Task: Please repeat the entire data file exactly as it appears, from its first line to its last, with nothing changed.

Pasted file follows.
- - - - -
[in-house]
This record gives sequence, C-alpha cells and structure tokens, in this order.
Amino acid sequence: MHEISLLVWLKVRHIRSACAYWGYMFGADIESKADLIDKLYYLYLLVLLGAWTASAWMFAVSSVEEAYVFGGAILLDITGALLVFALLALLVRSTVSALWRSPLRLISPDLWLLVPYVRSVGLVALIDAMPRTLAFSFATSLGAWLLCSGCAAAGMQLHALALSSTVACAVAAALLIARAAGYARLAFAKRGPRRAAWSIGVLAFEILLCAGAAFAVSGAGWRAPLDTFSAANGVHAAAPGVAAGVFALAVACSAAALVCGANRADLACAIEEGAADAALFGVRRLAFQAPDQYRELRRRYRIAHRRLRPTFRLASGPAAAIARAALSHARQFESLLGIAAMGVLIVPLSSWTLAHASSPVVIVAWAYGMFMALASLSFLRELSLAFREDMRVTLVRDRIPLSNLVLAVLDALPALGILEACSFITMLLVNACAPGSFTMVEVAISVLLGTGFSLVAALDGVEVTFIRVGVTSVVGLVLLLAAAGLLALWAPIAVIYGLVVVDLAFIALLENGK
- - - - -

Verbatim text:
[in-house]
This record gives sequence, C-alpha cells and structure tokens, in this order.
Amino acid sequence: MHEISLLVWLKVRHIRSACAYWGYMFGADIESKADLIDKLYYLYLLVLLGAWTASAWMFAVSSVEEAYVFGGAILLDITGALLVFALLALLVRSTVSALWRSPLRLISPDLWLLVPYVRSVGLVALIDAMPRTLAFSFATSLGAWLLCSGCAAAGMQLHALALSSTVACAVAAALLIARAAGYARLAFAKRGPRRAAWSIGVLAFEILLCAGAAFAVSGAGWRAPLDTFSAANGVHAAAPGVAAGVFALAVACSAAALVCGANRADLACAIEEGAADAALFGVRRLAFQAPDQYRELRRRYRIAHRRLRPTFRLASGPAAAIARAALSHARQFESLLGIAAMGVLIVPLSSWTLAHASSPVVIVAWAYGMFMALASLSFLRELSLAFREDMRVTLVRDRIPLSNLVLAVLDALPALGILEACSFITMLLVNACAPGSFTMVEVAISVLLGTGFSLVAALDGVEVTFIRVGVTSVVGLVLLLAAAGLLALWAPIAVIYGLVVVDLAFIALLENGK